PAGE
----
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What is the possibity of another Tiananmen Square-type incident in Modern-day China? watch

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    Do you feel that any form of pro-democracy protest/uprising is likely nowadays, or do you feel that China's massive and for the time being largely sustained economy growth and increasing standard of living likely to passify any such protests on a large scale?

    I guess for the most part, the China of 2009 has a much brighter future and is prospering much more than the China of 1989. While wealth is still pretty uneven, it is increasing in most sectors of society, albeit at different speeds.

    And as far as I'm aware, while China is still very much a dictatorship, it is slowly starting to give it's citizens more civil liberties and freedom of speech, although, for the most part direct critizism of the government is very much avoided. Although, it probably wouldn't get you in as much trouble today as it would have 20-30 years ago.

    Do you feel a similar uprising is possible in China today, do you feel such a protest is brewing? Do you feel the Chinese government are making the right moves in order to keep the people resonably satisfied?

    Also, hypothetically speaking, if such a protest were to occur again, I very much doubt the authorities response would be as violent now as it was in 1989. China is becoming increasingly concious of it's image to the world and I don't think the current Chinese leadership would want to put itself into the same position it did in 1989.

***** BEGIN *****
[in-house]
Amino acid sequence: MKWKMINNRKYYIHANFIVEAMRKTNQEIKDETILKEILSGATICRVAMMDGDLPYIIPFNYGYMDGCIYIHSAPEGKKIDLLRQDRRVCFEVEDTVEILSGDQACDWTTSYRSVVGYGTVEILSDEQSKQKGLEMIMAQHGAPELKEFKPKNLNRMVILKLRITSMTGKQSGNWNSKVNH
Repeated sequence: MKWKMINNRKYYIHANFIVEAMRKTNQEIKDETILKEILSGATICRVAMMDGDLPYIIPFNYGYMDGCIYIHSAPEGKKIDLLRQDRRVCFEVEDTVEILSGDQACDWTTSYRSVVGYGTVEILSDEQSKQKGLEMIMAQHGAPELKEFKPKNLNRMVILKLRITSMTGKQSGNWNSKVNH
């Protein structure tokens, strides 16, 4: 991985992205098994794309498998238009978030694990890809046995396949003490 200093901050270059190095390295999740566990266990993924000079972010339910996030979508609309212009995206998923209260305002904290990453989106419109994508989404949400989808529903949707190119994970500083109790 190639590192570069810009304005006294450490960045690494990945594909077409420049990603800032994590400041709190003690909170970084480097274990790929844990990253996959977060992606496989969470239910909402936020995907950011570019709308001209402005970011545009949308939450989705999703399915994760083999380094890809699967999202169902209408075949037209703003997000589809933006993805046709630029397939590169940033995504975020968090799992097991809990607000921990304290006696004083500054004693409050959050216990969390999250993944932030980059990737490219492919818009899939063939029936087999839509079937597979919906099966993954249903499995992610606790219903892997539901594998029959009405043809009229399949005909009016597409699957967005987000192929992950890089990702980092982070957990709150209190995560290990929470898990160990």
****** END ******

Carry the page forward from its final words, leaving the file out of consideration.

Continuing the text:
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    Already happened didnt it? Tibet and all? :s:
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    (Original post by Chrrye)
    Already happened didnt it? Tibet and all? :s:
    Hmm, to an extent yes, although, the Tibet protests and Tiananmen Square are quite different. The Tibetan motivation for protest is that they feel they are a supressed ethnic minority dictated to by the Han Chinese majority, so they seek their own independant state ultimately.

    The student protests aimed for more freedom of speech essentially, while the Tibet protesters quite frankly want nothing to do with China or the Han Chinese majority.

    Protest from the Chinese ethnic minorities is not really a massive concern of the Chinese government in terms of stability, as the country is 95% Han Chinese, providing they have the support of the majority of Han, they're fine. The Chinese government are much more fearful of protest from Han Chinese, which was what Tiananmen Square essentially was.
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    I think the human rights abuses will continued and any retaliation driven underground, we need the west to intervene and not as violently and unjustly as occured in Iraq, etc.
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    Well the Chinese government has effectively halved each generation through the one child policy.

    This means that in the future there will be considerably less economic pressure that would fuel clamour for change (as there will no doubt be in India).

    However, with the population having halved every generation, each generation will have to pay off a pretty difficult retirement bill. This would either be financed by deficits or by taxation, and as the former can't exactly be sustained for decades upon decades upon decades with a declining population, it will have to be done through the second method, which might cause problems because populations would not want to be taxed heavily with no political representation.
 
 
 
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